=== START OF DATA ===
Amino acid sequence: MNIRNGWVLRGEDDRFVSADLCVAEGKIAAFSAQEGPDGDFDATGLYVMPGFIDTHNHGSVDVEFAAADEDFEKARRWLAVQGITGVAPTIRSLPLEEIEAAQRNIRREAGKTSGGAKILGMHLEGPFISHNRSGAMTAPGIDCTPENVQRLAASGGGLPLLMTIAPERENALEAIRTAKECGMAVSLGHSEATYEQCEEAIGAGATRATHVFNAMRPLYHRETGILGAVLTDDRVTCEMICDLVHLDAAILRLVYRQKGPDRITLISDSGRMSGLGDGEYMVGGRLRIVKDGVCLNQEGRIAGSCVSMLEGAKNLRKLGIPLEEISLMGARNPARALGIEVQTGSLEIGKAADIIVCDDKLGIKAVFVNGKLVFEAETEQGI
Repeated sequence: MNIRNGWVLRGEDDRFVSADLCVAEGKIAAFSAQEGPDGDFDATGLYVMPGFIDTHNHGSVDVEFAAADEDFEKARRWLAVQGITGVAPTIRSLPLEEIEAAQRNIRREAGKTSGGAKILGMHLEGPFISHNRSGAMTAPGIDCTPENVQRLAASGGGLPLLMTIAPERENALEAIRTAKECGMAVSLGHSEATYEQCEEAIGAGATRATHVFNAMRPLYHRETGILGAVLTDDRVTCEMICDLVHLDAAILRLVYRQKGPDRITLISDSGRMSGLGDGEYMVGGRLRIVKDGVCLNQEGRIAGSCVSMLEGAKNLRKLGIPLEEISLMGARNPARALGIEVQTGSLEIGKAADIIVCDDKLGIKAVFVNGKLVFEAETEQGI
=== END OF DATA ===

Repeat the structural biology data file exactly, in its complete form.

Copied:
Amino acid sequence: MNIRNGWVLRGEDDRFVSADLCVAEGKIAAFSAQEGPDGDFDATGLYVMPGFIDTHNHGSVDVEFAAADEDFEKARRWLAVQGITGVAPTIRSLPLEEIEAAQRNIRREAGKTSGGAKILGMHLEGPFISHNRSGAMTAPGIDCTPENVQRLAASGGGLPLLMTIAPERENALEAIRTAKECGMAVSLGHSEATYEQCEEAIGAGATRATHVFNAMRPLYHRETGILGAVLTDDRVTCEMICDLVHLDAAILRLVYRQKGPDRITLISDSGRMSGLGDGEYMVGGRLRIVKDGVCLNQEGRIAGSCVSMLEGAKNLRKLGIPLEEISLMGARNPARALGIEVQTGSLEIGKAADIIVCDDKLGIKAVFVNGKLVFEAETEQGI
Repeated sequence: MNIRNGWVLRGEDDRFVSADLCVAEGKIAAFSAQEGPDGDFDATGLYVMPGFIDTHNHGSVDVEFAAADEDFEKARRWLAVQGITGVAPTIRSLPLEEIEAAQRNIRREAGKTSGGAKILGMHLEGPFISHNRSGAMTAPGIDCTPENVQRLAASGGGLPLLMTIAPERENALEAIRTAKECGMAVSLGHSEATYEQCEEAIGAGATRATHVFNAMRPLYHRETGILGAVLTDDRVTCEMICDLVHLDAAILRLVYRQKGPDRITLISDSGRMSGLGDGEYMVGGRLRIVKDGVCLNQEGRIAGSCVSMLEGAKNLRKLGIPLEEISLMGARNPARALGIEVQTGSLEIGKAADIIVCDDKLGIKAVFVNGKLVFEAETEQGI